- Consuming soft foods such as pasta, porridge, and yogurt.
- Exercise regularly.
Gastroparesis: Sample Diet Plan
We have outlined each of the three steps daily menu plan to give you a better sense of a sample menu.
Step One Sample Menu
790 calories, 9 grams of fat, 11 grams of protein, 156 grams of carbohydrates, 3,531 milligrams of sodium, and 244 milligrams of potassium.
Breakfast – ½ cup of Gatorade, ½ cup of Ginger Ale, ¾ cup of bouillon, 6 saltine crackers.
Lunch – ½ cup of Gatorade, ½ cup of Coke, ¾ cup of bouillon, 6 saltine crackers.
Dinner – ½ cup of Gatorade, ½ cup of Sprite, ¾ cup of bouillon, 6 saltine crackers.
Step Two Sample Menu
1,343 calories, 35 grams of fat, 52 grams of protein, 206 grams of carbohydrates, 2,639 milligrams of sodium, and 1,411 milligrams of potassium.
Breakfast – ½ cup skim milk, 1 poached egg, 1 slice white toast, ½ cup apple juice.
Morning Snack – ½ cup Ginger Ale, ½ cup canned pears.
Lunch – 2 ounces of mozzarella cheese, 6 saltine crackers, ¾ cup chicken noodle soup, ½ cup Gatorade.
Afternoon Snack – ½ cup of skim milk, ½ cup of Cornflakes, 2 teaspoons of sugar.
Dinner – 1 tablespoon of peanut butter, 6 saltine crackers, ½ cup of vanilla pudding, ½ cup grape juice.
Evening Snack – ½ cup of frozen yogurt, 6 saltine crackers.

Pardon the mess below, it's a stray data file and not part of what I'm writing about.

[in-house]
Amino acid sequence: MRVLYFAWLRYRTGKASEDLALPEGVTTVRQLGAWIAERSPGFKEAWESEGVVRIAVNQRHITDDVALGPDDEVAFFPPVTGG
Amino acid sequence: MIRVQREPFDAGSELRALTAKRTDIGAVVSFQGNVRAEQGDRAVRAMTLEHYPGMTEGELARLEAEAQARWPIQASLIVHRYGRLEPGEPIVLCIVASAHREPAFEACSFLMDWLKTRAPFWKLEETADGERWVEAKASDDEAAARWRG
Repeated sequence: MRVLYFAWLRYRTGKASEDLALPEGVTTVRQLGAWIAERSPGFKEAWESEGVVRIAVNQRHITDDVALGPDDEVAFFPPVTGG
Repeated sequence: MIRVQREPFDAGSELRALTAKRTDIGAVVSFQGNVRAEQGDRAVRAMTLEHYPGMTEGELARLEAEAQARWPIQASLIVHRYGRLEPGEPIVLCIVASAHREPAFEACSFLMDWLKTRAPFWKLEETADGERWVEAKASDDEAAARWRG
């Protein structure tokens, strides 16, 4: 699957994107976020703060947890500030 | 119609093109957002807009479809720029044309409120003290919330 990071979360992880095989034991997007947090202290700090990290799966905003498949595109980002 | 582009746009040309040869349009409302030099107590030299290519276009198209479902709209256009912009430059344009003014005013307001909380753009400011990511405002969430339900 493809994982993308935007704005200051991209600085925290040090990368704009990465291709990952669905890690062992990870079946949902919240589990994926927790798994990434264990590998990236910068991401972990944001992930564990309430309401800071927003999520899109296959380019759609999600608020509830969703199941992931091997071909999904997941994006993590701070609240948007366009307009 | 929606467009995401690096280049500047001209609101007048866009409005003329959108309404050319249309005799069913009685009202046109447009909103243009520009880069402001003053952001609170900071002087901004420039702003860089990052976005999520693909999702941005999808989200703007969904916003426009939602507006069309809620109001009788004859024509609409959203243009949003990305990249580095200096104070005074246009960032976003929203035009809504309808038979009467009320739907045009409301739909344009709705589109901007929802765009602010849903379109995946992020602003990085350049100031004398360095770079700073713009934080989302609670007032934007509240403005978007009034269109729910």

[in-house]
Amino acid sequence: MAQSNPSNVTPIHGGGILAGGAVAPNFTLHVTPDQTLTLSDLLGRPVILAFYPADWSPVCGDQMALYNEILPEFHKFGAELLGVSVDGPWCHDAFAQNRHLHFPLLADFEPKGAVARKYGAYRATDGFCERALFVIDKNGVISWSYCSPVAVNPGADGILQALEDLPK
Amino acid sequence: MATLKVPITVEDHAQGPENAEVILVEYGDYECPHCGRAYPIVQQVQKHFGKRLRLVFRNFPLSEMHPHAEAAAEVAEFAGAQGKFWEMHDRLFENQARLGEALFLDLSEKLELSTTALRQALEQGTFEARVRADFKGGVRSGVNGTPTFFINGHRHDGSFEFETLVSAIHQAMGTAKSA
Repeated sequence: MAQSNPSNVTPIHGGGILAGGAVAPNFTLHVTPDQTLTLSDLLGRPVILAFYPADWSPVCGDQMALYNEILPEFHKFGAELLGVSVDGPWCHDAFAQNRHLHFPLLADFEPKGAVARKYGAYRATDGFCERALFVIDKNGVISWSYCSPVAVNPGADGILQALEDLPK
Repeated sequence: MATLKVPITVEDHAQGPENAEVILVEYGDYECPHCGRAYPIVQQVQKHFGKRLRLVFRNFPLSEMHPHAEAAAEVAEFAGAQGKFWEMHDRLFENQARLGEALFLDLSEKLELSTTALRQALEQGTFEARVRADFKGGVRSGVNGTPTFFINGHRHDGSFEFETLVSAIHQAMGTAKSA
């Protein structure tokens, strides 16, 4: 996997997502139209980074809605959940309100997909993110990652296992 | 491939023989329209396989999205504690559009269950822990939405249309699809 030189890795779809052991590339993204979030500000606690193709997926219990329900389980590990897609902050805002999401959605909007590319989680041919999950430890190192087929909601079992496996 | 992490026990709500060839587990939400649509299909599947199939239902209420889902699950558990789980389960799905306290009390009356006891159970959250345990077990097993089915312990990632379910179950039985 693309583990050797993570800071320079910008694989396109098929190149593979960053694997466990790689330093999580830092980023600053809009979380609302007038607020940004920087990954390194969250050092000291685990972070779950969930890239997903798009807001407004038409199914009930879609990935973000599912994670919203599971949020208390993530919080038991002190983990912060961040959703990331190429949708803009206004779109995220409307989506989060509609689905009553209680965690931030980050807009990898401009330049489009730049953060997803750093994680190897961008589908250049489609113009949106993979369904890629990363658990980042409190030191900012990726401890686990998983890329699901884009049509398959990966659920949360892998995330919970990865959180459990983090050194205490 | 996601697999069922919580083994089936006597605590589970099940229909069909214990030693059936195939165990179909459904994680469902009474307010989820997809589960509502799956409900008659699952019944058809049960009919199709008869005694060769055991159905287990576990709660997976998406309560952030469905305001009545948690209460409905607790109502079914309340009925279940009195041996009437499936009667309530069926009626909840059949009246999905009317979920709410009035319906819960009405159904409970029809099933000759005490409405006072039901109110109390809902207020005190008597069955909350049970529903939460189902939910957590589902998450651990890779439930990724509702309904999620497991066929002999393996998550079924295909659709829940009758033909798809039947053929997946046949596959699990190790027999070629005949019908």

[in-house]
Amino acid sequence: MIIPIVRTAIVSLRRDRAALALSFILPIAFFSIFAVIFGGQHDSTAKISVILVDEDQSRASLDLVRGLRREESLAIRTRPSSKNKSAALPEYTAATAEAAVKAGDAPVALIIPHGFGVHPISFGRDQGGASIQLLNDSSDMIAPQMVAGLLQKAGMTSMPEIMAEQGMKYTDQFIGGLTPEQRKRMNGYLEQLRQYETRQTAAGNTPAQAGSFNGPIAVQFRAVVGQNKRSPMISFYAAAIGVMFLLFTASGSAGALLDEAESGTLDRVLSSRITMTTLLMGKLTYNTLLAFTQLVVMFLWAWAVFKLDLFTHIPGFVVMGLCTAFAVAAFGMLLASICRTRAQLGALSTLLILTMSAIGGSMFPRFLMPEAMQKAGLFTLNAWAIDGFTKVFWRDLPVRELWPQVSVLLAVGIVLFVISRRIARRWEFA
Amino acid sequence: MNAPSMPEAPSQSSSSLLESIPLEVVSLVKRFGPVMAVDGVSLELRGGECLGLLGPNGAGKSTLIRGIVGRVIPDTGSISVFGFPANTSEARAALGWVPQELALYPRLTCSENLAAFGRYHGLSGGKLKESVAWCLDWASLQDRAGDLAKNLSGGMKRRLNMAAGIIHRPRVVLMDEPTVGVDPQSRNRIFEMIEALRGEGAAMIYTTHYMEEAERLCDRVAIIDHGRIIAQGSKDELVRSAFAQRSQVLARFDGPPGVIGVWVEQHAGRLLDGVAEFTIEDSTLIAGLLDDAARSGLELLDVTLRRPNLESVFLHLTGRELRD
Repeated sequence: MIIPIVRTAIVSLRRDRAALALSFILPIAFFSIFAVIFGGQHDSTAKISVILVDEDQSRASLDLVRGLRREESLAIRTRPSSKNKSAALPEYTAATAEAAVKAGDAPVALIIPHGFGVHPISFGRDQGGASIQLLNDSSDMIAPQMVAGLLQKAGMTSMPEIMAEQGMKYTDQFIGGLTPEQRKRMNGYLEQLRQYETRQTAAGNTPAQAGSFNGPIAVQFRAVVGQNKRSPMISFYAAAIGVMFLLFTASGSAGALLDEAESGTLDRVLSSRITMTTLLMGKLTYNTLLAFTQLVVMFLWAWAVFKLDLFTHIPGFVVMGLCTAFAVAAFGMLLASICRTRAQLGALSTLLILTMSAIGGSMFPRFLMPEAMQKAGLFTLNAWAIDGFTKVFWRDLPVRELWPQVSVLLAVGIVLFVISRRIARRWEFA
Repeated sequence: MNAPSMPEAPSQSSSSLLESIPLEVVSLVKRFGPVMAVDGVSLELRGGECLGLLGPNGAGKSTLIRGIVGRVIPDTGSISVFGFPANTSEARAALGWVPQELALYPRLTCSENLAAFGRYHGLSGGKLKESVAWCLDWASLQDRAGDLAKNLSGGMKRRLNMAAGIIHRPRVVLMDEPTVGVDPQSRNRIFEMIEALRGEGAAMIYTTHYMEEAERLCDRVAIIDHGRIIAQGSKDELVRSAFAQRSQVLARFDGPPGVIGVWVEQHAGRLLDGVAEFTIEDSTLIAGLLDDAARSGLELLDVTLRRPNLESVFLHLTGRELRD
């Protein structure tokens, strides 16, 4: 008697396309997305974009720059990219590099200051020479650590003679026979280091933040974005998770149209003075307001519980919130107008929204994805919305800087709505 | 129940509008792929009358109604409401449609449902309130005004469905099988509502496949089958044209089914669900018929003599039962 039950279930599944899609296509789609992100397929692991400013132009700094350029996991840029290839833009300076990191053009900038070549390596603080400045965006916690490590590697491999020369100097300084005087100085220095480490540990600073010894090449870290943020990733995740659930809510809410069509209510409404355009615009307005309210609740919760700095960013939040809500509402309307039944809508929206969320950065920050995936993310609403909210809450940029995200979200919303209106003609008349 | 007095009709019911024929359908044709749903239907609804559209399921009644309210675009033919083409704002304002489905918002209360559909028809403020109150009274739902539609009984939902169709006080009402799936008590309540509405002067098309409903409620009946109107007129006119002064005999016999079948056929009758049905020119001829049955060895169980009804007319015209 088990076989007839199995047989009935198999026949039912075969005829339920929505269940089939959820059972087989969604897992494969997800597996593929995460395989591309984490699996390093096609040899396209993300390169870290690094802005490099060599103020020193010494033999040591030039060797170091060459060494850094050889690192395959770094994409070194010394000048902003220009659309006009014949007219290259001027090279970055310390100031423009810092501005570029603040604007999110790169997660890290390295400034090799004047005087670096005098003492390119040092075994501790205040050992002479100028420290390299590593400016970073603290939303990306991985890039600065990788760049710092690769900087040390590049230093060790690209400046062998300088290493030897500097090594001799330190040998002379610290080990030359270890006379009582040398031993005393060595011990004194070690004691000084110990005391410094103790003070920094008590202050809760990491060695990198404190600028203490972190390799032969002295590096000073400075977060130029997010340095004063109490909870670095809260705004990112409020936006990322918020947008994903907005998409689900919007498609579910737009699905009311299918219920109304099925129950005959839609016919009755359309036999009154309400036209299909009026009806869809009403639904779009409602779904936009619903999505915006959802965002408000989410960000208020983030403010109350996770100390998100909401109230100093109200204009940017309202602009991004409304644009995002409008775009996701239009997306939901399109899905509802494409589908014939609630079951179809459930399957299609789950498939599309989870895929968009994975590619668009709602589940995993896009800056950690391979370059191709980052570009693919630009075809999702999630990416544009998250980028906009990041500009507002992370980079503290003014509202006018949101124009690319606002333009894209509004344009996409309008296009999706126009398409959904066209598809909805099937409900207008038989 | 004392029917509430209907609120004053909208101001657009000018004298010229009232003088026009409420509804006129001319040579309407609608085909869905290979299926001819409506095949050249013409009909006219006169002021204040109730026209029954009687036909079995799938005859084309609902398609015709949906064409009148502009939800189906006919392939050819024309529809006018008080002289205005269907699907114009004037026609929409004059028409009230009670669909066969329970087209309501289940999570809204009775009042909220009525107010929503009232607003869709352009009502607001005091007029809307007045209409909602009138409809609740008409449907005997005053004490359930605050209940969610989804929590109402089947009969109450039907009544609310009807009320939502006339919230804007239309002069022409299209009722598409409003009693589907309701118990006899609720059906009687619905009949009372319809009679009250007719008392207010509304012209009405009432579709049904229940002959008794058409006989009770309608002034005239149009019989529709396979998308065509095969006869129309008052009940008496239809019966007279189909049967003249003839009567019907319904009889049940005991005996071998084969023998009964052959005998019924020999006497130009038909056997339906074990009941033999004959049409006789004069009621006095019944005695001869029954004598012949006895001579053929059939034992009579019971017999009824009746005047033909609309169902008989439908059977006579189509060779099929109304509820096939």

Step Three Sample Menu
1,822 calories, 42 grams of fat, 75 grams of protein, 286 grams of carbohydrates, 2,234 milligrams of sodium, and 2,467 milligrams of potassium.
Breakfast – ½ cup of skim milk, ½ cup of cream of wheat, 2 teaspoons of sugar, ½ cup of orange juice, 1 slice of white toast, 1 teaspoon of margarine, 1 tablespoon of jelly.
Morning Snack – ½ cup of low-fat yogurt, ½ cup of Sprite.
Lunch – 2 ounces of tuna fish, 2 tablespoons of low-fay mayonnaise, 2 slices of white bread, ½ cup of canned peaches, ½ cup of Gatorade.
Afternoon Snack – ½ cup of chocolate pudding, ½ cup of Ginger Ale.
Dinner – 2 ounces of baked chicken, ½ cup of white rice, ½ cup of cooked beets, 1 dinner roll, ½ cup of skim milk, 2 teaspoons of margarine.
Evening Snack – ½ cup of ice milk, 2 pretzels.
When Gastroparesis Dietary Changes Don’t Help
These sample menus show the recommended guidelines to follow for proper nutrient intake. If the lifestyle changes and adhering to the gastroparesis diet plan does not produce satisfactory results, a feeding tube may be required. This extreme result may be required to ensure adequate fluids and nutrients are supplied to the small intestine.
A gastroparesis diet requires a total lifestyle change and outlook as the foods and beverages you once enjoyed may need to be removed from your diet. The gastrointestinal tract and digestive process can be interrupted and may lead to serious complications. A diet plan focuses on introducing food in a timely manner and limits the portions in order to avoid overloading the system. By following a simple menu of soft, liquified foods, you can enjoy all that life has to offer.
“Gastroparesis,” National Institute of Diabetes and Digestive and Kidney Diseases https://www.niddk.nih.gov/health-information/digestive-diseases/gastroparesis, last accessed June 5, 2017.
“Gastroparesis,” Medline Plus; https://medlineplus.gov/ency/article/000297.htm, last accessed June 5, 2017.
Jackson, F., “Gastroparesis Diet for Delayed Stomach Emptying,” GI Care; https://www.gicare.com/diets/gastroparesis-diet/, last accessed June 5, 2017.
“Food and Gastroparesis,” Gastroparesis Clinic; http://gastroparesisclinic.org/treatments.php?pageId=1186&moduleId=204, last accessed June 5, 2017.